GS: How do you plan on regaining the confidence of players who had previously invested in APB?
RS: With tenure as a free-to-play publisher, we are hoping that our existing community integrate well with our new APB community to discuss and share thoughts about the game. We are doing our best to make sure that there are no barriers to entry. Obviously the game is free, and with the nature of free-to-play games, we actively seek our community's participation in the development of the game. We hope that former APB players will join our community to help us grow the game in the direction that they would like to see it.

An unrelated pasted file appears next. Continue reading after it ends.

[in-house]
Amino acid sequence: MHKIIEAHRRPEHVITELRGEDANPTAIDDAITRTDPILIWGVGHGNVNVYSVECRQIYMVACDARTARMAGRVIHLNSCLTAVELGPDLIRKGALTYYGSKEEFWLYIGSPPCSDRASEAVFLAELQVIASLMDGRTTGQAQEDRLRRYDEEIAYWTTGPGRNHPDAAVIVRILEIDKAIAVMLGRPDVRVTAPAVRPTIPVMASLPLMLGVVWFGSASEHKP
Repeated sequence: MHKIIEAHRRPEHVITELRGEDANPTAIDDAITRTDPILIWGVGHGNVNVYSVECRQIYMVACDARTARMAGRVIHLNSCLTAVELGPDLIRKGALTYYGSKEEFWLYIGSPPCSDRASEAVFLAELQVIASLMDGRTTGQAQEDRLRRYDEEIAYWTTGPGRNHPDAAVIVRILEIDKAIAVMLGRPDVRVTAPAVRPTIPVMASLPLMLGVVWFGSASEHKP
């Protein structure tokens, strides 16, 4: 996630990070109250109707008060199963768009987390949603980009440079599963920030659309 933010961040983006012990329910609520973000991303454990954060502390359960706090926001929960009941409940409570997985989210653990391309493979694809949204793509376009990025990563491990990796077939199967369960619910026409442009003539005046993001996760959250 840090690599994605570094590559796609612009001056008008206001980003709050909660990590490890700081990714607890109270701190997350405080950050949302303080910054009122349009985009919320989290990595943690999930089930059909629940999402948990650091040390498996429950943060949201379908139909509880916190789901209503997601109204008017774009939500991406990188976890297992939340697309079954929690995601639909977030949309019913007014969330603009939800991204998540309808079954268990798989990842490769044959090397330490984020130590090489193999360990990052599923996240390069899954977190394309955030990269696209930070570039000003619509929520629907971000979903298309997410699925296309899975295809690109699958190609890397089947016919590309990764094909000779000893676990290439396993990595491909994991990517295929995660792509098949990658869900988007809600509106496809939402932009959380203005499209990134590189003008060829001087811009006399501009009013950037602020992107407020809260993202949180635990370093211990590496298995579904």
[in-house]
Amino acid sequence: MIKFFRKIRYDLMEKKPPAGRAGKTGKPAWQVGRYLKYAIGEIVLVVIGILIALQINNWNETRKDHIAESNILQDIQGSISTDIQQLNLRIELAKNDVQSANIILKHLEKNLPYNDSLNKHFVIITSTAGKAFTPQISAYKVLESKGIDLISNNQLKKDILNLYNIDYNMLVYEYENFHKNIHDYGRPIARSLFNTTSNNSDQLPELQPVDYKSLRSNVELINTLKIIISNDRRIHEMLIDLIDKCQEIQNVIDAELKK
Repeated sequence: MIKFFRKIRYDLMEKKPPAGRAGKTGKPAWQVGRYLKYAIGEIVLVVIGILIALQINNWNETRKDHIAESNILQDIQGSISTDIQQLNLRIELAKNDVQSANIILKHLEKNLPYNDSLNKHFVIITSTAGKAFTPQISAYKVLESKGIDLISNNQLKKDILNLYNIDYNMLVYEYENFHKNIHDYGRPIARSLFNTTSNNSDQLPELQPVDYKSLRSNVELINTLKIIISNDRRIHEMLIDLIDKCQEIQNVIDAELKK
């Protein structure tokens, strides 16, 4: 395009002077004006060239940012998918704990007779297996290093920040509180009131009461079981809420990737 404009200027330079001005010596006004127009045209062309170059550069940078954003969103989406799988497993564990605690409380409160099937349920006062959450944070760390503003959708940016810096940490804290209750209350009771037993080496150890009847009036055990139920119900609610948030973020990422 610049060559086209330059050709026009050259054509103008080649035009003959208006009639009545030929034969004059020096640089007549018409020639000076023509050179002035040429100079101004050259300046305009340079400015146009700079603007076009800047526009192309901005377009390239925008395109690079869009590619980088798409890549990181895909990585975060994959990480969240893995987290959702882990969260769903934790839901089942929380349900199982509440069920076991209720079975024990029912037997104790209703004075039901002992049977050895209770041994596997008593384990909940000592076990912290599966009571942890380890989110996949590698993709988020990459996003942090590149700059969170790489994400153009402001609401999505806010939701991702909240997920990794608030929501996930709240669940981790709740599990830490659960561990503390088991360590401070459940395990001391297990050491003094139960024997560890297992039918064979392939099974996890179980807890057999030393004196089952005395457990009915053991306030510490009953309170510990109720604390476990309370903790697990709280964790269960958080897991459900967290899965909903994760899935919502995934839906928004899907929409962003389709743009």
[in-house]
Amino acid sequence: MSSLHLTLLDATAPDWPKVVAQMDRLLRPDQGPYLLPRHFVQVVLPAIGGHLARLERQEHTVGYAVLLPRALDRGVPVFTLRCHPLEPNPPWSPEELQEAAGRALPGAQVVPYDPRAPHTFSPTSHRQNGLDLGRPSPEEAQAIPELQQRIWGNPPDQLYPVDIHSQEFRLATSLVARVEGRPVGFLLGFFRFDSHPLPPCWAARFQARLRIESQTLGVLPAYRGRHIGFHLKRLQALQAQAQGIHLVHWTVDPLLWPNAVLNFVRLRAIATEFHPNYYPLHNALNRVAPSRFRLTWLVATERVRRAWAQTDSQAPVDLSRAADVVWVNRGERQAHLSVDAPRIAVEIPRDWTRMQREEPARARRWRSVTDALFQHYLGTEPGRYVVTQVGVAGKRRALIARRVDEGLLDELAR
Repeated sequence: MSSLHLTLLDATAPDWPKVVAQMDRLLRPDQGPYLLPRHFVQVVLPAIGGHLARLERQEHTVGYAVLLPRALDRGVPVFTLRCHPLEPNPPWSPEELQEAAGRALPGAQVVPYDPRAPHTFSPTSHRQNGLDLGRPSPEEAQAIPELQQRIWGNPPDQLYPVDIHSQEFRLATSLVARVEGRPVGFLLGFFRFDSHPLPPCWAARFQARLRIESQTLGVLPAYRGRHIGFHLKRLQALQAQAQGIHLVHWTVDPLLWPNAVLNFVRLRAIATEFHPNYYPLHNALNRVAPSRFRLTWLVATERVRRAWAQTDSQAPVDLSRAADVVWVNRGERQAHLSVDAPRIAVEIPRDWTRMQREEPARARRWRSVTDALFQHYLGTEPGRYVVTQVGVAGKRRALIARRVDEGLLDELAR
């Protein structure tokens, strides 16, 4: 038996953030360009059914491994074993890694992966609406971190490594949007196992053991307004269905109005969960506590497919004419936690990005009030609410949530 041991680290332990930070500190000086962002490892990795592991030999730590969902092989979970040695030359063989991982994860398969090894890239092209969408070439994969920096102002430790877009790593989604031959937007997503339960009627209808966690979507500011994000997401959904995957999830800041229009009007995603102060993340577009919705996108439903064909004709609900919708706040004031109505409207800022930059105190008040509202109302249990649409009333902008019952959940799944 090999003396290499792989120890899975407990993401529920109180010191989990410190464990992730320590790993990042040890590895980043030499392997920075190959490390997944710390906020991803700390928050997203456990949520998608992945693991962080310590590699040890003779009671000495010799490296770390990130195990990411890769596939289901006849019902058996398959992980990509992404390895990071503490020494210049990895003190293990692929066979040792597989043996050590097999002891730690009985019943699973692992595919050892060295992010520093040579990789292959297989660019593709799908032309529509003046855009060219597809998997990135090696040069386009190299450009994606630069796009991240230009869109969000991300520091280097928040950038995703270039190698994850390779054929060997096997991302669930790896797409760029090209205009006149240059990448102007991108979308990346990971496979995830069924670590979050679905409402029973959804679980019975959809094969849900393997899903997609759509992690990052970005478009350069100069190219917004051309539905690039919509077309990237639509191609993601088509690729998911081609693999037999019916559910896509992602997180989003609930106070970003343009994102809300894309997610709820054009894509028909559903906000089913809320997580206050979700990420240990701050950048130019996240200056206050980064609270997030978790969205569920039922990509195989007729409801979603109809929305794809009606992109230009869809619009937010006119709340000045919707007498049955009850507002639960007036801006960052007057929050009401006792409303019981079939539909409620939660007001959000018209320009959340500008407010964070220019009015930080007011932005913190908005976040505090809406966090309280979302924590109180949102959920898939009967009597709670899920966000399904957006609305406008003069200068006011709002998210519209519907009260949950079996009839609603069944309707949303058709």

GS: Are you offering any perks to returning players?
RS: We are still figuring out exactly how we will be able to approach this issue. We realize that many of the past players have invested their time and money in the game. Obviously, we will now be offering the game to everyone for free, with the ability to upgrade through microtransactions. For previous players, we are trying to determine how we can provide possibly a premium and potentially allow them to restore some of their characters. Again, there are a lot of small things we still need to figure out, but we will be coming out with solutions in the coming months.
GS: Realtime Worlds had a major combat overhaul planned for the game. Is that still planned?